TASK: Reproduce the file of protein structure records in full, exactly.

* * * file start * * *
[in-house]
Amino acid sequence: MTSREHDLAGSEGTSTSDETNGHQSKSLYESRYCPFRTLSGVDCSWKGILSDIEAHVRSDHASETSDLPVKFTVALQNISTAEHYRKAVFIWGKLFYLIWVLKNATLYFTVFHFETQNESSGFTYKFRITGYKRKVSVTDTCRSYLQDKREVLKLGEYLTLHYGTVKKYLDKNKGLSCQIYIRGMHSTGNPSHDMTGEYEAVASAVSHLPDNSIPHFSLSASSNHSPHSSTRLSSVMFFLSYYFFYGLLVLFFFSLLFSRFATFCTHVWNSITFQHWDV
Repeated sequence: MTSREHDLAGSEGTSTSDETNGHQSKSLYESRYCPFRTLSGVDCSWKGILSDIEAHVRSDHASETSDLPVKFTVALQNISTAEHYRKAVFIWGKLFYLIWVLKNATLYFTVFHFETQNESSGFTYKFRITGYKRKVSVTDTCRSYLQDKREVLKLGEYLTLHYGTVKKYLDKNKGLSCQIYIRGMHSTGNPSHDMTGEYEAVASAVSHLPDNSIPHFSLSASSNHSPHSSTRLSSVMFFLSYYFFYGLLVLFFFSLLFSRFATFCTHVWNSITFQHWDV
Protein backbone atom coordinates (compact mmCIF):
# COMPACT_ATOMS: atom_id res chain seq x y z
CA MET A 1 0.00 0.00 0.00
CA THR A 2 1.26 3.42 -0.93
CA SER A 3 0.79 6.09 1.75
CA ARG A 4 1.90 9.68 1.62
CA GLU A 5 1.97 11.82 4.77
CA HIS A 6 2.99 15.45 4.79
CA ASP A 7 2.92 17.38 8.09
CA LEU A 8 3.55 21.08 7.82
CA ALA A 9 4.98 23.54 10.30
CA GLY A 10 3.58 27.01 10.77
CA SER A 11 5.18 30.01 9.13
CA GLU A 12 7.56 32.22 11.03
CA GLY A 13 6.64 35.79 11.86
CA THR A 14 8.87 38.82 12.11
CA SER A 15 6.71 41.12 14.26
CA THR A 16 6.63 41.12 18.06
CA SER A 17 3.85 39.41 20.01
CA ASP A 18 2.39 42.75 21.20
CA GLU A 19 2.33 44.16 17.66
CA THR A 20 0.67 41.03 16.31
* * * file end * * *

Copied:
[in-house]
Amino acid sequence: MTSREHDLAGSEGTSTSDETNGHQSKSLYESRYCPFRTLSGVDCSWKGILSDIEAHVRSDHASETSDLPVKFTVALQNISTAEHYRKAVFIWGKLFYLIWVLKNATLYFTVFHFETQNESSGFTYKFRITGYKRKVSVTDTCRSYLQDKREVLKLGEYLTLHYGTVKKYLDKNKGLSCQIYIRGMHSTGNPSHDMTGEYEAVASAVSHLPDNSIPHFSLSASSNHSPHSSTRLSSVMFFLSYYFFYGLLVLFFFSLLFSRFATFCTHVWNSITFQHWDV
Repeated sequence: MTSREHDLAGSEGTSTSDETNGHQSKSLYESRYCPFRTLSGVDCSWKGILSDIEAHVRSDHASETSDLPVKFTVALQNISTAEHYRKAVFIWGKLFYLIWVLKNATLYFTVFHFETQNESSGFTYKFRITGYKRKVSVTDTCRSYLQDKREVLKLGEYLTLHYGTVKKYLDKNKGLSCQIYIRGMHSTGNPSHDMTGEYEAVASAVSHLPDNSIPHFSLSASSNHSPHSSTRLSSVMFFLSYYFFYGLLVLFFFSLLFSRFATFCTHVWNSITFQHWDV
Protein backbone atom coordinates (compact mmCIF):
# COMPACT_ATOMS: atom_id res chain seq x y z
CA MET A 1 0.00 0.00 0.00
CA THR A 2 1.26 3.42 -0.93
CA SER A 3 0.79 6.09 1.75
CA ARG A 4 1.90 9.68 1.62
CA GLU A 5 1.97 11.82 4.77
CA HIS A 6 2.99 15.45 4.79
CA ASP A 7 2.92 17.38 8.09
CA LEU A 8 3.55 21.08 7.82
CA ALA A 9 4.98 23.54 10.30
CA GLY A 10 3.58 27.01 10.77
CA SER A 11 5.18 30.01 9.13
CA GLU A 12 7.56 32.22 11.03
CA GLY A 13 6.64 35.79 11.86
CA THR A 14 8.87 38.82 12.11
CA SER A 15 6.71 41.12 14.26
CA THR A 16 6.63 41.12 18.06
CA SER A 17 3.85 39.41 20.01
CA ASP A 18 2.39 42.75 21.20
CA GLU A 19 2.33 44.16 17.66
CA THR A 20 0.67 41.03 16.31